Power Tools Optional by Michelle Dougherty
It should be clear from the beginning that this article was written by a woman. My argument may not be gender specific, but it probably is. I think women may handle these things differently. I have nothing against studly, macho guys who like to congregate on one side of the room and offhandedly throw around words like “torque,” “velocity,” and “RPM’s,” in the course of a discussion about bonsai creation. I know collectors of all manner of tools and gizmos that will expedite work on their trees. Some commercially driven product sales may be crucial to the progression of this art. I appreciate people who fuel the economy by purchasing the latest, greatest gadget the minute it hits the market. They can impress their friends by having it first. Bonsai presents a golden opportunity to collect all the tools, gear, and other stuff that go along with having a state of the art workbench. Clever marketing and ‘show me the money’ mentalities are part of every niche of the visual arts, and related offshoot businesses. Who wants to be the last to own an Ichiban, or a ball bearing turn table, or other ‘in the know’ bonsai status symbol, after all?
During a recent convention it was stated by a well known professional bonsai artist, with much authority and pontificating grandeur, that to carve deadwood to make a good tree, power tools must be used. Not strongly suggested, not highly recommended… ‘must be used’. Jin must be carved with the help of a machine!? Absolutes bother me to begin with. This one hit me square between the eyes. I am challenging this particular platform, agenda, and philosophy.
Because it has been much discussed that conventions thrive on high-powered, thrill-ride entertainment presentations and ego-driven personality appearances I will not make this a personal issue, but a conceptual point. I dare say that just because one eminent and distinguished artist* made a name for himself and shook up the status quo with a home modified piece of machinery, should not make that particular technique the only gold standard, strictly enforced modus operandi of an entire community of artists. Where does the machine fit in the triangle between heaven, man, and earth? I suppose it could be argued to share space in the ‘man’ plane, being man made. I do not appreciate a hard sell or peer pressure; it has been done, I have seen it demonstrated, and quite a few have jumped onto that particular bandwagon with gusto. Can we see something else now? Is there anything else out there to rev up enthusiasm, amongst those who need revving and enthusing?
A brilliant, yet quiet artist with simple hand tools and his (or her) own steady hand doesn’t fill the seats as quickly between the refreshments and the benefit raffle as a fast and flashy, scintillating spectacle that will transform the tree in mere minutes right before your very eyes. I wish the Bonsai of Cheng Cheng-Kung which demonstrates such amazing skill and talent made for a snazzier live show, but I suppose his work requires more patience and reverent appreciation. It is so discouraging to see a flash-bang demo: “Amateurs, don’t try this at home.” But wait, there’s more: a cloud of saw dust flying through the air, look - what’s that over there, the smell of charred wood, the smoke of the exhaust (lookout little lady in the front row, don’t stand too close, and don‘t interrupt me with questions…). I am a bit surprised no one has thought to play "The Ride of the Valkyries" in the background.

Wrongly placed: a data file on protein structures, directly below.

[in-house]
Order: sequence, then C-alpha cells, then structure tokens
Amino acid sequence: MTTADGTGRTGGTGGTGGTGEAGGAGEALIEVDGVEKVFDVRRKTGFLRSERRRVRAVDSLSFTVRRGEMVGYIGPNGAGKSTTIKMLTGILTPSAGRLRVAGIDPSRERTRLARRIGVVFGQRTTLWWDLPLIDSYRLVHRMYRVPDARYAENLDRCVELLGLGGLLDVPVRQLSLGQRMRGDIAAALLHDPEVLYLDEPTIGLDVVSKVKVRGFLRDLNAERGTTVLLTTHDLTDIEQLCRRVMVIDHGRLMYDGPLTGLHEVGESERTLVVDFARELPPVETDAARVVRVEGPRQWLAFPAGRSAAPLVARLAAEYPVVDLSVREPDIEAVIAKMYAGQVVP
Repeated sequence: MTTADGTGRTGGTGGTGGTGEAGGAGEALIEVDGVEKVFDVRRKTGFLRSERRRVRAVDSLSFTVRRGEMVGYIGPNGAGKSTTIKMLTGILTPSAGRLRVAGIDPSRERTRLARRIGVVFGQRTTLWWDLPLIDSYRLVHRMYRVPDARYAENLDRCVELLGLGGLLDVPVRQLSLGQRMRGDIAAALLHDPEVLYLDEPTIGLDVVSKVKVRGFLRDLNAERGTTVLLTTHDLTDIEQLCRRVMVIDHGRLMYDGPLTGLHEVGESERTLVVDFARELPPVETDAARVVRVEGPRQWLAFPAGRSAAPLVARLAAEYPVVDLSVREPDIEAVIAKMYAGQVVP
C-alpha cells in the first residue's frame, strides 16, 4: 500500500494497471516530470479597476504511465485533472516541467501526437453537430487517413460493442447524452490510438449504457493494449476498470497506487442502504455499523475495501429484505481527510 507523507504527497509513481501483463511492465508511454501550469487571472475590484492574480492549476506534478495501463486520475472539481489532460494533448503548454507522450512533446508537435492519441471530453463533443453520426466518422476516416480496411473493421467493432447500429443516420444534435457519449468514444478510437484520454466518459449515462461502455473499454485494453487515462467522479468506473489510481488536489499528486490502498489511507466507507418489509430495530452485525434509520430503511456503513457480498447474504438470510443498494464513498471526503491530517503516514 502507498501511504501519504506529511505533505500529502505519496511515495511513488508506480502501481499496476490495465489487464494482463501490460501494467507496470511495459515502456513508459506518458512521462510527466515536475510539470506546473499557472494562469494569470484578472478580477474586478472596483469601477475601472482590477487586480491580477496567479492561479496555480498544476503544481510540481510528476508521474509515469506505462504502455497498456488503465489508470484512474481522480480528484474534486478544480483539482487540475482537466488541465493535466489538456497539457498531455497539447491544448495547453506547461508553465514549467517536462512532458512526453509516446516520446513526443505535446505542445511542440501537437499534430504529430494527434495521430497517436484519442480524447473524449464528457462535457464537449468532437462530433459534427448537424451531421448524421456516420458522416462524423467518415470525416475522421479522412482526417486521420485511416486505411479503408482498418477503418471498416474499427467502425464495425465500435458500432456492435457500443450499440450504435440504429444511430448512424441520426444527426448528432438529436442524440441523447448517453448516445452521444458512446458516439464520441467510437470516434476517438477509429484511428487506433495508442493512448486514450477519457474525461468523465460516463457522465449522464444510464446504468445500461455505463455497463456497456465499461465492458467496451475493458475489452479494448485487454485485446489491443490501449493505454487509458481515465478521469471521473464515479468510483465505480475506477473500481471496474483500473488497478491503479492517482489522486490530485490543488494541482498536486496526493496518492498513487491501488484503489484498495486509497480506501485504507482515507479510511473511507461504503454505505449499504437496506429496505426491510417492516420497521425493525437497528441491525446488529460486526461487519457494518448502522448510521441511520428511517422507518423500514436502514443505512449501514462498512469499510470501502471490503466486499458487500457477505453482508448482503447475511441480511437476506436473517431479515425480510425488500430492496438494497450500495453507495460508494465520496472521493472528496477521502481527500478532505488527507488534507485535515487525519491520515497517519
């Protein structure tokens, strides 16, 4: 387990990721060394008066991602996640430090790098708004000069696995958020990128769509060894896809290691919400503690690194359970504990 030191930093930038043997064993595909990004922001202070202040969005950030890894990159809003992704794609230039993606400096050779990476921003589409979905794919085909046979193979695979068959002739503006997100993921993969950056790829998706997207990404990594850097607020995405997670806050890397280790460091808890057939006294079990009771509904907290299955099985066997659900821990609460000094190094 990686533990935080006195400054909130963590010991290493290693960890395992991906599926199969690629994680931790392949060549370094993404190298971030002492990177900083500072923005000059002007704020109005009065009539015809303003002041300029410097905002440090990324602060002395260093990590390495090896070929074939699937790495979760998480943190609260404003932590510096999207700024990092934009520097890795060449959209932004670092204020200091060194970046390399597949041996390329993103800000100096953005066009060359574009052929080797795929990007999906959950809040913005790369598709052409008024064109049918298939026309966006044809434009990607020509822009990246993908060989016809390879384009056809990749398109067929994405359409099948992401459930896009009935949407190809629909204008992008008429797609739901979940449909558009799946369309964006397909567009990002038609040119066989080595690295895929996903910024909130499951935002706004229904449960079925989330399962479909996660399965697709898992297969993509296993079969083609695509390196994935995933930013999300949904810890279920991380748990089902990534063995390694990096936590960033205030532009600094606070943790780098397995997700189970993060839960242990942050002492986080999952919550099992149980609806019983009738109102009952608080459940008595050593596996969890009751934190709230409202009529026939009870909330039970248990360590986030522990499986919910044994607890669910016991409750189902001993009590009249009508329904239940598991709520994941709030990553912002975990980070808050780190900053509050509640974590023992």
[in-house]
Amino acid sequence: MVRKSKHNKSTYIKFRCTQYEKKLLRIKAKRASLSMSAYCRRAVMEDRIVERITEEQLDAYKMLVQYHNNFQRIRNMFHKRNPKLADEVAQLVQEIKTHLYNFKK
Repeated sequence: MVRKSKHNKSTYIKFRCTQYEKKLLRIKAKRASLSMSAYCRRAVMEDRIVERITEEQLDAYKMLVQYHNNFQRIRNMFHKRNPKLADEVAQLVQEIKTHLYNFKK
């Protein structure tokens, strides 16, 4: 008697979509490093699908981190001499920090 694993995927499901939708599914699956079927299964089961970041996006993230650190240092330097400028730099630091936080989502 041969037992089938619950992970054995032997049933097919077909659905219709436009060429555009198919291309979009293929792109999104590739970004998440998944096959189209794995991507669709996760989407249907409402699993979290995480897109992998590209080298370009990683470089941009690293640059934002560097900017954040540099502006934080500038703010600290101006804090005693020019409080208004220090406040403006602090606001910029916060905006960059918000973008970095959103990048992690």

For argument sake: Bonsai and power tools are not good bedfellows, or symbiotic components, or even complimentary ideas. As likely as Sunday morning crossword puzzles are enhanced by neighborhood leaf blowers, the two are ill matched. Who would ever think to use an electronic IQ Innovations 51552 Fine T 4-Cup Gourmet Tea Machine to speed up the traditional tea ceremony?
Having the ‘right’ tools does not guarantee a ‘right’ bonsai. Part of the magic of bonsai is the application of ancient and time-tested methods, in combination with new techniques. Art is about innovation, moving forward, and staying a step ahead. Artists are taste-makers, and trend-setters, and inventors of new things. Bonsai is about communication, conversation inside of living sculpture, that transcends language and culture, our own understandings and perceptions, and to some extent time. The artist is challenged to think of ways to accomplish that goal. How can I make the image in my head, and the message I want to convey, into a living, physical reality? I want to attend conventions that challenge and inspire the part of my brain that creates solutions, not the part that follows directions through memorization and imitation. Watching a power tool in action is perhaps too easy a fix.